MADRID — I’m in Spain right now, talking about zombie ideas — ideas that should have been killed by evidence but just keep lurching along. In the modern United States, most important zombie ideas are on the right, kept undead by big money from billionaires who have a financial interest in getting people to believe things that aren’t true.
But sometimes zombie ideas also manage to eat centrists’ brains. Sure enough, some of the most destructive zombies of the past dozen years have shambled their way into the Democratic primary fight, where a couple of centrists are repeating ideas that were thoroughly debunked years ago.
And as it happens, the experience of Europe, and Spain in particular, provides some of the bullets we should be using to shoot these particular zombies in the head.
So let’s start with the origins of the 2008 financial crisis, a topic that remains relevant if we want to avoid repeating past mistakes.
Although few saw 2008 coming, in retrospect it was a classic banking panic, the type of thing that happened frequently before the 1930s. First, lenders got caught up in a gigantic housing bubble; then, when the bubble burst, much of the financial system just froze up.
What made this panic possible, after two generations of relative financial calm? The answer, clearly, was the erosion of effective financial regulation over the previous few decades.
But right-wingers refused to accept the obvious. Instead, they pushed an alternative narrative in which liberals somehow caused the crisis by forcing poor innocent bankers to lend money to people of color (they weren’t usually that explicit, but that was the clear message). This narrative was so nakedly self-serving that it’s hard to believe that anyone took it seriously; but some influential people bought it. And among those people was Michael Bloomberg.
At this point the evidence against the liberals-did-it story is overwhelming. The surge in bad loans came neither from government-sponsored agencies nor from regulated banks, but from unregulated mortgage originators. The fallout was so severe because investors believed, wrongly, that fancy financial instruments protected them from risk.
And, crucially, the housing bubble was an international phenomenon: Spain had a bigger bubble than we did, followed by a worse slump. Did U.S. liberals force Spanish banks to make bad loans?
But zombie ideas can’t be killed by evidence. Perpetrators of the liberals-did-it lie are still out there, still getting space to spread their disinformation in mainstream media.
Elizabeth Warren argues that Bloomberg’s embrace of a false right-wing narrative about the financial crisis should disqualify him for the Democratic nomination. But I’d be willing to cut him some slack if he’d admit that he was taken in by right-wing disinformation. If he isn’t willing to make that admission, she’s right.
At the same time that Bloomberg is being called out on his housing bubble zombie, Pete Buttigieg is facing justified criticism for buying into another zombie idea — the obsession with government debt. That obsession did much to hobble recovery from the financial crisis.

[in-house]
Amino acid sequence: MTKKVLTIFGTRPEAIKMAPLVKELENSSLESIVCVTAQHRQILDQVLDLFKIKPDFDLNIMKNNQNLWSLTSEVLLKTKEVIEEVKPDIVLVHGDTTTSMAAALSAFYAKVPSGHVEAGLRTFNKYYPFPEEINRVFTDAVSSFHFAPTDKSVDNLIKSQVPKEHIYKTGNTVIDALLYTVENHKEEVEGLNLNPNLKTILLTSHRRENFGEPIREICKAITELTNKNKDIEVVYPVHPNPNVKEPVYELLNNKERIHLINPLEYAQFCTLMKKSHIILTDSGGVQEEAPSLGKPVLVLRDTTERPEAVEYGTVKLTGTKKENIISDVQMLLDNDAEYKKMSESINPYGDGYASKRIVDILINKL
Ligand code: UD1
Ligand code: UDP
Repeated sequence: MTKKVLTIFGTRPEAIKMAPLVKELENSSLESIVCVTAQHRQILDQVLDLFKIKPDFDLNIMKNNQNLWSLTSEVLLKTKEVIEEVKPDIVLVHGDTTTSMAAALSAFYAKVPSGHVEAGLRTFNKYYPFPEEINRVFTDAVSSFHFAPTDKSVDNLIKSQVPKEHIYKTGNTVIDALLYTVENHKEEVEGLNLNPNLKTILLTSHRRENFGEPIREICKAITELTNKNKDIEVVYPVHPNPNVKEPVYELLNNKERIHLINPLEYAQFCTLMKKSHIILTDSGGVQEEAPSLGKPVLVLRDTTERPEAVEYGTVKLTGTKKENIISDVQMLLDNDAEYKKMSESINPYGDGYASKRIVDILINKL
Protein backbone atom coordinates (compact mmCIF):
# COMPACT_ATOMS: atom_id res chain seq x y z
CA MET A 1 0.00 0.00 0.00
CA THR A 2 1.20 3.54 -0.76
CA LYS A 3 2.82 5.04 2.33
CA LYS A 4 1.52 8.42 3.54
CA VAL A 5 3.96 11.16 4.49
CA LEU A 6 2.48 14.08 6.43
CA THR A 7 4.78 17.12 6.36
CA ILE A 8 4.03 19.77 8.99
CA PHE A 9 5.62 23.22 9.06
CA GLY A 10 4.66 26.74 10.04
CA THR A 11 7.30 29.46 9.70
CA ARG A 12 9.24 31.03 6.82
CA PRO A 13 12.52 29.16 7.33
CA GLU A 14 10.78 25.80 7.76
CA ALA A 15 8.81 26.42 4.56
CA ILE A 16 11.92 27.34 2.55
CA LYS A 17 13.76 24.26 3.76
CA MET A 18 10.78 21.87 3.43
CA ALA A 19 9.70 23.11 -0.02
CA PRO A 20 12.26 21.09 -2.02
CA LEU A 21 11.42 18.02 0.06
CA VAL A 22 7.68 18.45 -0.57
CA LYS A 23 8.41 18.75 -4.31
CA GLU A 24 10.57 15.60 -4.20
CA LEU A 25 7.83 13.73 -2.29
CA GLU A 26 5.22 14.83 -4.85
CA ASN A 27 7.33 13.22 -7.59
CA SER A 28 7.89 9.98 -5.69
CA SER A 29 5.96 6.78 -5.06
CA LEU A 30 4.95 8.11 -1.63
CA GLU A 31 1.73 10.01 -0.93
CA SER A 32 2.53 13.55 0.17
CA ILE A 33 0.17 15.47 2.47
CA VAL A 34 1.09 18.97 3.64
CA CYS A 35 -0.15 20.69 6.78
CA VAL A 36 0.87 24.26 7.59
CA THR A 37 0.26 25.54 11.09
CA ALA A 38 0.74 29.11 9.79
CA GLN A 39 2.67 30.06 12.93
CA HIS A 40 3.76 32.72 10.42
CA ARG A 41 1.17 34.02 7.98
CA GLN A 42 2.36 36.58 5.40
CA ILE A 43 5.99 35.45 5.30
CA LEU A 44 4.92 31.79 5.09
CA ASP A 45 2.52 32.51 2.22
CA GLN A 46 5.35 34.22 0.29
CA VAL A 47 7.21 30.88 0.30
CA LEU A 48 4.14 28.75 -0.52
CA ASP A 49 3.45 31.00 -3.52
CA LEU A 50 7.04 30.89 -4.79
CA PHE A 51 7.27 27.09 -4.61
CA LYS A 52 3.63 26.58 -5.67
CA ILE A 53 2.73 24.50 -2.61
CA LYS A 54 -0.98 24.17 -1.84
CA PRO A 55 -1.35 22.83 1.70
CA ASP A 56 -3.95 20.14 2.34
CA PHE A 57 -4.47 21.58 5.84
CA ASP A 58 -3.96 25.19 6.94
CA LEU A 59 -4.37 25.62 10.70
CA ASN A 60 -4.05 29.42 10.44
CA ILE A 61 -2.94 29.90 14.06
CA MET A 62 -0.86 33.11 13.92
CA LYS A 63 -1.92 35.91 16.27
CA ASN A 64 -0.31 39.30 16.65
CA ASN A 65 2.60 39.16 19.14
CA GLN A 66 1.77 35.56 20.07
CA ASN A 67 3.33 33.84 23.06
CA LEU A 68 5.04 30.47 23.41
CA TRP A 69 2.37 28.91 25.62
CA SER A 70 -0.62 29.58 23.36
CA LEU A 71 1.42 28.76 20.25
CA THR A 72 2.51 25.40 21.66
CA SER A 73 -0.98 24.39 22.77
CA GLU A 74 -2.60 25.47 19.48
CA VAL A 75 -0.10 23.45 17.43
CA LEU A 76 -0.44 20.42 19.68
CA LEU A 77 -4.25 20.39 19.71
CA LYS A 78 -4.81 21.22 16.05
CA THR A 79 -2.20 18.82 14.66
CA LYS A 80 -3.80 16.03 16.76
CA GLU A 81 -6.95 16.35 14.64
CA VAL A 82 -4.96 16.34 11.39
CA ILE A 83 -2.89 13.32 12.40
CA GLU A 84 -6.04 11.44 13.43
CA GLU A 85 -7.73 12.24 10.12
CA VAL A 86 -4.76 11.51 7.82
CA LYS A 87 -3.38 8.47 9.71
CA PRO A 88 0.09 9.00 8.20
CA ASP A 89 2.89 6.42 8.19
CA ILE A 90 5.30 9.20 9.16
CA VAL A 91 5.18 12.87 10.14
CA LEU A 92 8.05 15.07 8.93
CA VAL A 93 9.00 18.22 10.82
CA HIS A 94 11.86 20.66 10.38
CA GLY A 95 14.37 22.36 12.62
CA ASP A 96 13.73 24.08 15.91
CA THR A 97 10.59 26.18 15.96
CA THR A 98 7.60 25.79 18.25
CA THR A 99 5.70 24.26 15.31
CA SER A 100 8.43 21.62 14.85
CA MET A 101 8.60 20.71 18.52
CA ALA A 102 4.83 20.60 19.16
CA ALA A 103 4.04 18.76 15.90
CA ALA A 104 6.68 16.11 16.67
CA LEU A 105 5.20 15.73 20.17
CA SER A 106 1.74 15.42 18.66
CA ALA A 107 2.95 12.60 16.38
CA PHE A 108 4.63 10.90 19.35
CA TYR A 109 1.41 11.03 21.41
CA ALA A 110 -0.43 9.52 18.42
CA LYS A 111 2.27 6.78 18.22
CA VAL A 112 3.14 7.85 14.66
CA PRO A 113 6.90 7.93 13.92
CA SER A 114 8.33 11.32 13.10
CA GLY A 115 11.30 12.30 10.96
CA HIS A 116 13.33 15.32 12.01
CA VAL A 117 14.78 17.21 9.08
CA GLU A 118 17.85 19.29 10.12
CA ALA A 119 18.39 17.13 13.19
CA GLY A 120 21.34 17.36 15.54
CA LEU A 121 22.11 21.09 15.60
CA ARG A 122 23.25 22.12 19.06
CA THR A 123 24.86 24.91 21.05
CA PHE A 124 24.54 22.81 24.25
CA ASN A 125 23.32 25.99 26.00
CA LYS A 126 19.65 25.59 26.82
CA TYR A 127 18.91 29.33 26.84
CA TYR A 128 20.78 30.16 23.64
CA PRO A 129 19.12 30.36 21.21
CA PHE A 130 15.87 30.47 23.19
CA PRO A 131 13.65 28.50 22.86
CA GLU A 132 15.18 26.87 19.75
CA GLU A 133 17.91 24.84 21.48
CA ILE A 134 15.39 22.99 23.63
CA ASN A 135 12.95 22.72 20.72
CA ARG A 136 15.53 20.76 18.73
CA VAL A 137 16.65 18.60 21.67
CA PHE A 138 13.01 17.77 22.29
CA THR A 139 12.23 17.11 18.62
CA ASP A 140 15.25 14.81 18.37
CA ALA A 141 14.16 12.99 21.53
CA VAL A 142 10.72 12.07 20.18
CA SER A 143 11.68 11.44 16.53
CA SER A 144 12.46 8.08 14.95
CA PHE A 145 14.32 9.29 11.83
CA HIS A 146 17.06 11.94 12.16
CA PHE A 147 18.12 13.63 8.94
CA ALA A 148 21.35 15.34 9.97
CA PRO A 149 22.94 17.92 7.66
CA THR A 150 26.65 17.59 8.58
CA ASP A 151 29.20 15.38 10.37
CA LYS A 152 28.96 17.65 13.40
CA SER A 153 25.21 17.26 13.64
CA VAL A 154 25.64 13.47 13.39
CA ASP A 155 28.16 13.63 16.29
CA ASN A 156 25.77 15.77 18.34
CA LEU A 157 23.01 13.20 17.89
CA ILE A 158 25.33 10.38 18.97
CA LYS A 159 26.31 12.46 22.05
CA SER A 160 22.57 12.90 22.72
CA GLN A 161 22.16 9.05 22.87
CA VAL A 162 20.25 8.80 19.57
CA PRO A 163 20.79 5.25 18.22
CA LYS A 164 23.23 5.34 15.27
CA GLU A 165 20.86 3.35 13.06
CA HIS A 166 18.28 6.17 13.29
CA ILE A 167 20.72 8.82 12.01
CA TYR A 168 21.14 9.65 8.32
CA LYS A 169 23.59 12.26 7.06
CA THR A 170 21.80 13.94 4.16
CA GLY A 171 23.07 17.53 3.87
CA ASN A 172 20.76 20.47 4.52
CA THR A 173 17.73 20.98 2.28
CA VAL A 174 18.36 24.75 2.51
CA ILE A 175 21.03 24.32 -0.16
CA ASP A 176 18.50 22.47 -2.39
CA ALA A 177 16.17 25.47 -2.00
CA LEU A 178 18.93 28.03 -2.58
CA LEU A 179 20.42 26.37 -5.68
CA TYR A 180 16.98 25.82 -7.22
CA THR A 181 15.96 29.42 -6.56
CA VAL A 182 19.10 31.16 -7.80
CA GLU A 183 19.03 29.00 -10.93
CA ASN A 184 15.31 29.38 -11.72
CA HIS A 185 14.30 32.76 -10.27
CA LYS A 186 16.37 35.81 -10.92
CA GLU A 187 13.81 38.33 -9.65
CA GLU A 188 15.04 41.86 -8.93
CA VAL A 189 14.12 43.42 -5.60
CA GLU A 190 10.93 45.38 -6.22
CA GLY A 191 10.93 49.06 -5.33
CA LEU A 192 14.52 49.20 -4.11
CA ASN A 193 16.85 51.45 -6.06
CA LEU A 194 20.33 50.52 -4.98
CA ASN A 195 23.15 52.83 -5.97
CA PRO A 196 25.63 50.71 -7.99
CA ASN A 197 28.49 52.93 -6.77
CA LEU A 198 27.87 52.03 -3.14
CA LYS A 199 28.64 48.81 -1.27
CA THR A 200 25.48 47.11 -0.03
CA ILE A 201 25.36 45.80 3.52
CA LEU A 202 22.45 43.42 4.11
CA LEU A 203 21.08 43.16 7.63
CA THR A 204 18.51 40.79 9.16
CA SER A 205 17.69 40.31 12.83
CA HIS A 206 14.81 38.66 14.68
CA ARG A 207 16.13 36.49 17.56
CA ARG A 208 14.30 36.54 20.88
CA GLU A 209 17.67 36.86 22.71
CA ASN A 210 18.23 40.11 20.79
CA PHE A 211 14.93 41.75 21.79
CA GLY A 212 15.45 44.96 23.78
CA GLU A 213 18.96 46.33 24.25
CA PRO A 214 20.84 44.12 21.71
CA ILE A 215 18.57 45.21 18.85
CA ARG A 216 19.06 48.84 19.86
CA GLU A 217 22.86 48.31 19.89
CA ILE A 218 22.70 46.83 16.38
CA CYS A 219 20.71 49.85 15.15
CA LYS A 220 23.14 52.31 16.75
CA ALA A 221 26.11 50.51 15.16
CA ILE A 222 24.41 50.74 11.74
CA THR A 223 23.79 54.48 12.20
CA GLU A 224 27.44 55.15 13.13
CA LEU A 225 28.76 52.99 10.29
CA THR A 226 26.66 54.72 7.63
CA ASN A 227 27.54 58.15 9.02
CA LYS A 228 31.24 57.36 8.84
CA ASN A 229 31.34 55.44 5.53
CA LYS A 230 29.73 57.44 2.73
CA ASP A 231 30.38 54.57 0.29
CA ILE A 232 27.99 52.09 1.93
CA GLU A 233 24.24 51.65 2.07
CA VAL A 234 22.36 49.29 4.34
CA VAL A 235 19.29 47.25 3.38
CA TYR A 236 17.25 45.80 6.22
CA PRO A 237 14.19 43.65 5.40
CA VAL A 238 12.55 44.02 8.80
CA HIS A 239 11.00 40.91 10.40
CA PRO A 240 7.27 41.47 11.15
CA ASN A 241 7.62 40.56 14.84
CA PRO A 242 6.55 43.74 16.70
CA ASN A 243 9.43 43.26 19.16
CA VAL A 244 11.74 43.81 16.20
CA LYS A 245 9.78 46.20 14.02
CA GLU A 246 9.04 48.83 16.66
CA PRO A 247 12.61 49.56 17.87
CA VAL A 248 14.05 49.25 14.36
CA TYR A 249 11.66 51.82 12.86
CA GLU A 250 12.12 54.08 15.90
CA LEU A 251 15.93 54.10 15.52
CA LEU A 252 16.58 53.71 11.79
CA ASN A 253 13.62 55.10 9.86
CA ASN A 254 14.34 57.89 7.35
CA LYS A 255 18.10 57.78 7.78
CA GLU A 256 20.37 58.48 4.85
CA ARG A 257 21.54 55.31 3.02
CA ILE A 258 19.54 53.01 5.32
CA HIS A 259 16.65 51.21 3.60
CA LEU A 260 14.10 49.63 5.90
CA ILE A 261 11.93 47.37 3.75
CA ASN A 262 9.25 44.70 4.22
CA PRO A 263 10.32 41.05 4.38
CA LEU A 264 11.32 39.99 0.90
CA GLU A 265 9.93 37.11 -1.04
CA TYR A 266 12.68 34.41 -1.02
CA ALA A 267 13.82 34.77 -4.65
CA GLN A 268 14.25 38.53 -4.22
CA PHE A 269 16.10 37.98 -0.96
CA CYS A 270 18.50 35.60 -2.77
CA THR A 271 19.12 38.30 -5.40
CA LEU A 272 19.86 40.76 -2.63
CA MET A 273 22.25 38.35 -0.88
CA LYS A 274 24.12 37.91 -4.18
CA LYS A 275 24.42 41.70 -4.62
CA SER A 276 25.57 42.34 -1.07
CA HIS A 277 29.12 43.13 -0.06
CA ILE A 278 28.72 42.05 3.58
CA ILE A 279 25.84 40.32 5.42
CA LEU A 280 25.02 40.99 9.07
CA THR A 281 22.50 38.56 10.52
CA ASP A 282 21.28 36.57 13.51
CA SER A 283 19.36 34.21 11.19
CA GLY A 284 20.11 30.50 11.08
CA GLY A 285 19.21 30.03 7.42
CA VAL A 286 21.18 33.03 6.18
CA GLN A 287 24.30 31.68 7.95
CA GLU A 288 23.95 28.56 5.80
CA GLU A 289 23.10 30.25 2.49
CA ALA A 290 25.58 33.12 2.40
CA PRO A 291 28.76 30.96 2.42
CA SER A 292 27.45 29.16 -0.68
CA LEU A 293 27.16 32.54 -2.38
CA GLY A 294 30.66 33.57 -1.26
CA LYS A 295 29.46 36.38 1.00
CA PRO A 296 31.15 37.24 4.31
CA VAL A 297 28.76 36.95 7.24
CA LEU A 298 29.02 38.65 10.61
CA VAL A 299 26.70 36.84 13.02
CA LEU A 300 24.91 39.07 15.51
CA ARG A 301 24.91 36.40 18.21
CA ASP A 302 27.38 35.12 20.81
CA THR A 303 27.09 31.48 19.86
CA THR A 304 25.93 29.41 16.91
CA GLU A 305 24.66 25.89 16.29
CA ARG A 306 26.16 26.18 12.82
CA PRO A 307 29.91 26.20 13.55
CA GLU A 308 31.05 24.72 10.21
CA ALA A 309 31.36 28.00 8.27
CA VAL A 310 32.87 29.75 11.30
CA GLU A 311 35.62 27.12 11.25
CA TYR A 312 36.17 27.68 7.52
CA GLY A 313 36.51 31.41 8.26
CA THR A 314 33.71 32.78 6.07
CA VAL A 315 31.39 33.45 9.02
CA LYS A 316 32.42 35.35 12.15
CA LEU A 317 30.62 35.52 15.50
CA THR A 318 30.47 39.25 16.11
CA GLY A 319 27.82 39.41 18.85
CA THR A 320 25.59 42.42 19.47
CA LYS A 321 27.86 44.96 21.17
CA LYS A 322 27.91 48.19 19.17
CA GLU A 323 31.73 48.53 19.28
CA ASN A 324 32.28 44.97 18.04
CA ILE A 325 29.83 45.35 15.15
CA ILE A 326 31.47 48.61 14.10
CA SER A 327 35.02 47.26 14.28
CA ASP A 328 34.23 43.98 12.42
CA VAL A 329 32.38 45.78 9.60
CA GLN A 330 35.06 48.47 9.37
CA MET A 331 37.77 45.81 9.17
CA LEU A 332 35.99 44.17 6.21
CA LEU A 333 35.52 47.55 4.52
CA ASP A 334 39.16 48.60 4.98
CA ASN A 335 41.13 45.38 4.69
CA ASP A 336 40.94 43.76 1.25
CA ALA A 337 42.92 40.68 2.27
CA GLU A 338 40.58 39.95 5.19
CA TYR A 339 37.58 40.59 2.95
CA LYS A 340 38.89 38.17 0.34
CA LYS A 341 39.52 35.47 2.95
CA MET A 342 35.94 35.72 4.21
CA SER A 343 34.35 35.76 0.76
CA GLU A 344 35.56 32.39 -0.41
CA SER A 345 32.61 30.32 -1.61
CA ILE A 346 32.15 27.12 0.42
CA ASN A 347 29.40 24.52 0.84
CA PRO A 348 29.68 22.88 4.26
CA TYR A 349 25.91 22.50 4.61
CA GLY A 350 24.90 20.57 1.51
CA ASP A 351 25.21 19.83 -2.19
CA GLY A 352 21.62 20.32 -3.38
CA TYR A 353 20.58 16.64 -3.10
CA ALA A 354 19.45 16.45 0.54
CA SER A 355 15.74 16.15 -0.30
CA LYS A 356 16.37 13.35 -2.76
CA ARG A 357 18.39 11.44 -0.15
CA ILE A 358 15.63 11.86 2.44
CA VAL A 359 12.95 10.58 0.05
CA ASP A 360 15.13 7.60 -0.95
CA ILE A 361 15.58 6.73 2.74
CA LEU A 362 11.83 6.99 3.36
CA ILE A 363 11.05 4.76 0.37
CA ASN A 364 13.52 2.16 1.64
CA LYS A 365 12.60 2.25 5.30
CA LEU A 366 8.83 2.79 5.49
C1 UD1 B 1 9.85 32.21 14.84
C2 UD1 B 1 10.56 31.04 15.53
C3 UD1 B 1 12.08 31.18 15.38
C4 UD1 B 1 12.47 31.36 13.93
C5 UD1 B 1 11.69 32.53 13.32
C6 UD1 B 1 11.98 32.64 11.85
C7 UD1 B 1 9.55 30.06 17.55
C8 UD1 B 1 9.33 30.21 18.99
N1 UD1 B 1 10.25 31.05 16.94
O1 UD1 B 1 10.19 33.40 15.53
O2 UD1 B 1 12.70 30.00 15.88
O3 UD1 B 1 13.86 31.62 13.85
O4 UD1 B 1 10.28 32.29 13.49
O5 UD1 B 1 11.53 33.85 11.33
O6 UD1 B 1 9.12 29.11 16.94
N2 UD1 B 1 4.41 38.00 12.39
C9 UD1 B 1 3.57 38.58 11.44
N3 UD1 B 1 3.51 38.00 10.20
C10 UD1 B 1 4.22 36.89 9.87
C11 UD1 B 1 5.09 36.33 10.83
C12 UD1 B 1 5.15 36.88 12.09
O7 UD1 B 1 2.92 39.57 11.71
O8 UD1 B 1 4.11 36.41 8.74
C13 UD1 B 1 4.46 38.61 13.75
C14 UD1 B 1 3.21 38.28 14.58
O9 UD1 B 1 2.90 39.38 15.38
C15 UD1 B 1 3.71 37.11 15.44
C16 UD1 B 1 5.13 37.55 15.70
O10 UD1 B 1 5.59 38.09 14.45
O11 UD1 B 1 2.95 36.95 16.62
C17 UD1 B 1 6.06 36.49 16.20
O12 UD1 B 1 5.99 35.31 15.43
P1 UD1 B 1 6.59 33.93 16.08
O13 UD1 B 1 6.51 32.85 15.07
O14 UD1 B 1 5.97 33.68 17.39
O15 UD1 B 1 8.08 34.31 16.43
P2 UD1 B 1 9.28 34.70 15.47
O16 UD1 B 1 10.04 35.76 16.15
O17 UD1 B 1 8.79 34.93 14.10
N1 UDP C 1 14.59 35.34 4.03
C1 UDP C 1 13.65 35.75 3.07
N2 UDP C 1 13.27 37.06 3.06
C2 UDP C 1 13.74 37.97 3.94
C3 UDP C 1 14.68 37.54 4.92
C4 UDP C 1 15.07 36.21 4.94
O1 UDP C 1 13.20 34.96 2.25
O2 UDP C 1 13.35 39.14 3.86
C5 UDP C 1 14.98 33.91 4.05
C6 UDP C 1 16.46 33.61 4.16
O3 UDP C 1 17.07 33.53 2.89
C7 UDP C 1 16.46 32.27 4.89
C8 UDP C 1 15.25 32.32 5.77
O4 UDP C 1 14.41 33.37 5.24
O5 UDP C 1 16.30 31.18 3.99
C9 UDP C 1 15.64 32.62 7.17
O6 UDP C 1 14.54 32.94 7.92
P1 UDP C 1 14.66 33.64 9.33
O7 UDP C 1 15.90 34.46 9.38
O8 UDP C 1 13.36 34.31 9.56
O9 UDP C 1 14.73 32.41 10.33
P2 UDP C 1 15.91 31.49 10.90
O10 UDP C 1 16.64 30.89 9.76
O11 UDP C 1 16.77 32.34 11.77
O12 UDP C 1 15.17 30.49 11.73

To be fair, deficit panic wasn’t as naked a scam as the claim that do-gooders caused the financial crisis, although some of the loudest voices decrying the evils of deficits were obvious phonies. What happened instead was that many important people imagined that inveighing against the dangers of debt made them sound serious, because that’s what all the other serious people were doing.
At this point, however, the debt obsession has been thoroughly debunked by both economic research and experience. We live in a world awash in private savings looking for someplace to go, with investors willing to lend money to governments at incredibly low interest rates. It’s actually irresponsible not to put this money to work investing in the future, both by building physical infrastructure and through programs that help children develop their potential.
Now, the Trump administration is doing it wrong — borrowing large sums, but squandering the money on tax cuts for corporations and the wealthy. But even bad deficit spending boosts the economy to some extent, and it is the reason America is still growing reasonably fast while Europe, still in the grip of austerity ideology, is stagnating.
Look: It’s easy to make the political case that Democrats should nominate a centrist, rather than someone from the party’s left wing. Candidates who are perceived as ideologically extreme usually pay an electoral penalty; this is especially true if, like Bernie Sanders, they actually pose as more radical than they really are.
But a key part of centrism’s appeal is the belief that centrists are realists, who understand how the world works. It’s much harder to make the case for centrists who repeat manifestly false claims, especially if those claims were essentially right-wing propaganda.
As I said, you can make a good case for the proposition that Democrats should, in the end, nominate a centrist. But a centrist whose brain has been eaten by zombie ideas? Not so much.